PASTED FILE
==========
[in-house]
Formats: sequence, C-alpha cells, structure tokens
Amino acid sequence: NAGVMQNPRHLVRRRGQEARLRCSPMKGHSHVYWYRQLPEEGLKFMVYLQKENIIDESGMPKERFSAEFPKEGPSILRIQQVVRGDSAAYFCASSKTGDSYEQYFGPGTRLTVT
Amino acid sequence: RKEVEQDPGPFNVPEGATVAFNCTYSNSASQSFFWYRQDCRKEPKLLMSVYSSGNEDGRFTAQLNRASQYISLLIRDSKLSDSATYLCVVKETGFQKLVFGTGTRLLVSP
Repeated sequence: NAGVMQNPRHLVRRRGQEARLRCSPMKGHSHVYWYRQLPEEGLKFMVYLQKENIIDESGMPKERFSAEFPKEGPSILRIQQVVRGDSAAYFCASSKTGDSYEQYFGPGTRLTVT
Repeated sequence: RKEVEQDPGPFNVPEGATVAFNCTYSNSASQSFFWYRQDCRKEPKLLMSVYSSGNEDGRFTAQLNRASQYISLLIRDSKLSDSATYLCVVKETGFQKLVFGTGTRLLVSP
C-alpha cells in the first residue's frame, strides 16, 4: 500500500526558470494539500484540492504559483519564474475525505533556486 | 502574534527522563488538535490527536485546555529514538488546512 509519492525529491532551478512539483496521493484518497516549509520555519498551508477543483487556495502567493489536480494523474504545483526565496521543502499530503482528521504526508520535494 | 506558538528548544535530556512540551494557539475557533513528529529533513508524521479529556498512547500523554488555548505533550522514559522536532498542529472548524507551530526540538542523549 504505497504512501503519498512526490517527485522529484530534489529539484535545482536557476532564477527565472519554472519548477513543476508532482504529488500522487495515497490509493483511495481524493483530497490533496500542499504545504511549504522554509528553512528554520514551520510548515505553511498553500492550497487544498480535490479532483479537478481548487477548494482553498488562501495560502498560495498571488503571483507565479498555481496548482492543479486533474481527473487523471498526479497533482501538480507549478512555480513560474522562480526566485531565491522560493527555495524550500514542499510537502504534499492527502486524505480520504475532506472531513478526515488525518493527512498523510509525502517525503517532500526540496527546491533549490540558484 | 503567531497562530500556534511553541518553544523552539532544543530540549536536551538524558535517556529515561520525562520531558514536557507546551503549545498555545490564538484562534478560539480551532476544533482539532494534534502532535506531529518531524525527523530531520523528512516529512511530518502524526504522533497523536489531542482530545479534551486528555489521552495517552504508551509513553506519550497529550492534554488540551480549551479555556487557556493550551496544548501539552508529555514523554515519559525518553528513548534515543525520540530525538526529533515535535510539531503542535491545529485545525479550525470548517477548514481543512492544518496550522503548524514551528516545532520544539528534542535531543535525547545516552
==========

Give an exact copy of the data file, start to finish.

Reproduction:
[in-house]
Formats: sequence, C-alpha cells, structure tokens
Amino acid sequence: NAGVMQNPRHLVRRRGQEARLRCSPMKGHSHVYWYRQLPEEGLKFMVYLQKENIIDESGMPKERFSAEFPKEGPSILRIQQVVRGDSAAYFCASSKTGDSYEQYFGPGTRLTVT
Amino acid sequence: RKEVEQDPGPFNVPEGATVAFNCTYSNSASQSFFWYRQDCRKEPKLLMSVYSSGNEDGRFTAQLNRASQYISLLIRDSKLSDSATYLCVVKETGFQKLVFGTGTRLLVSP
Repeated sequence: NAGVMQNPRHLVRRRGQEARLRCSPMKGHSHVYWYRQLPEEGLKFMVYLQKENIIDESGMPKERFSAEFPKEGPSILRIQQVVRGDSAAYFCASSKTGDSYEQYFGPGTRLTVT
Repeated sequence: RKEVEQDPGPFNVPEGATVAFNCTYSNSASQSFFWYRQDCRKEPKLLMSVYSSGNEDGRFTAQLNRASQYISLLIRDSKLSDSATYLCVVKETGFQKLVFGTGTRLLVSP
C-alpha cells in the first residue's frame, strides 16, 4: 500500500526558470494539500484540492504559483519564474475525505533556486 | 502574534527522563488538535490527536485546555529514538488546512 509519492525529491532551478512539483496521493484518497516549509520555519498551508477543483487556495502567493489536480494523474504545483526565496521543502499530503482528521504526508520535494 | 506558538528548544535530556512540551494557539475557533513528529529533513508524521479529556498512547500523554488555548505533550522514559522536532498542529472548524507551530526540538542523549 504505497504512501503519498512526490517527485522529484530534489529539484535545482536557476532564477527565472519554472519548477513543476508532482504529488500522487495515497490509493483511495481524493483530497490533496500542499504545504511549504522554509528553512528554520514551520510548515505553511498553500492550497487544498480535490479532483479537478481548487477548494482553498488562501495560502498560495498571488503571483507565479498555481496548482492543479486533474481527473487523471498526479497533482501538480507549478512555480513560474522562480526566485531565491522560493527555495524550500514542499510537502504534499492527502486524505480520504475532506472531513478526515488525518493527512498523510509525502517525503517532500526540496527546491533549490540558484 | 503567531497562530500556534511553541518553544523552539532544543530540549536536551538524558535517556529515561520525562520531558514536557507546551503549545498555545490564538484562534478560539480551532476544533482539532494534534502532535506531529518531524525527523530531520523528512516529512511530518502524526504522533497523536489531542482530545479534551486528555489521552495517552504508551509513553506519550497529550492534554488540551480549551479555556487557556493550551496544548501539552508529555514523554515519559525518553528513548534515543525520540530525538526529533515535535510539531503542535491545529485545525479550525470548517477548514481543512492544518496550522503548524514551528516545532520544539528534542535531543535525547545516552